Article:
Tragically, Unica Zürn ended her tumultuous journey by succumbing to the void, falling from the window of the shared apartment with Hans Bellmer. Bellmer, in his mourning, vowed to follow her for eternity, engraving this promise on a wreath during her burial. The eternal circle came to its symbolic completion when Bellmer was laid to rest beside Zürn, their graves sharing the eternal vow.

Bellmer and Zurn's gravestone at the Père-Lachaise cemetery.
Bellmer and Zurn's gravestone at the Père-Lachaise cemetery.

A Game with No End

The journey of Unica Zürn and Hans Bellmer embodies the symbolic circle of the game of two—a game with no beginning and no end, just an ongoing spiral. Their lives were intertwined in an intricate dance of love, passion, and torment. The intensity of their union radiated through their arts and existential states, making their entangled existence a living portrayal of the eternal, unbroken circle—the game of two.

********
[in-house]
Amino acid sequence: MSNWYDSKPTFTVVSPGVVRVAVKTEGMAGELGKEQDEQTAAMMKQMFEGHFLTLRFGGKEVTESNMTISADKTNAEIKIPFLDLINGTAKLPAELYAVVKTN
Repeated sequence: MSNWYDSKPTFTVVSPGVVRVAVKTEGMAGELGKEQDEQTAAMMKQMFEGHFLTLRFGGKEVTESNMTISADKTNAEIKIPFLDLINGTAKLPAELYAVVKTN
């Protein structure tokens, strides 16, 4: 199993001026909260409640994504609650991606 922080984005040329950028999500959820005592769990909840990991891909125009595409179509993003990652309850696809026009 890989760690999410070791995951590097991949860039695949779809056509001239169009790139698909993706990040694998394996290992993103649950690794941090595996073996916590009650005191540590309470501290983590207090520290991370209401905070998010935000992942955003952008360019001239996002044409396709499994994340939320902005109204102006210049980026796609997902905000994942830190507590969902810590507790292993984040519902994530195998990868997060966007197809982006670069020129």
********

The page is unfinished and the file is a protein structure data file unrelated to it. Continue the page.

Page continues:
This complex tapestry weaves a story not just of two artists, but also of their unrelenting bond. A fusion of identities that challenged the very notion of individual existence, blurring the lines between the self and the other, manifesting in a hauntingly beautiful, albeit distressing, eternal dance.

In-Text Citation: Negri, Ana. ‘La Vida Circular de Unica Zürn | Ana Negri’. Revista de La Universidad de México, https://www.revistadelauniversidad.mx/articles/a81cc4c0-5713-4c49-bb56-1196c7d3ee41/la-vida-circular-de-unica-zurn. Accessed 22 Sept. 2023.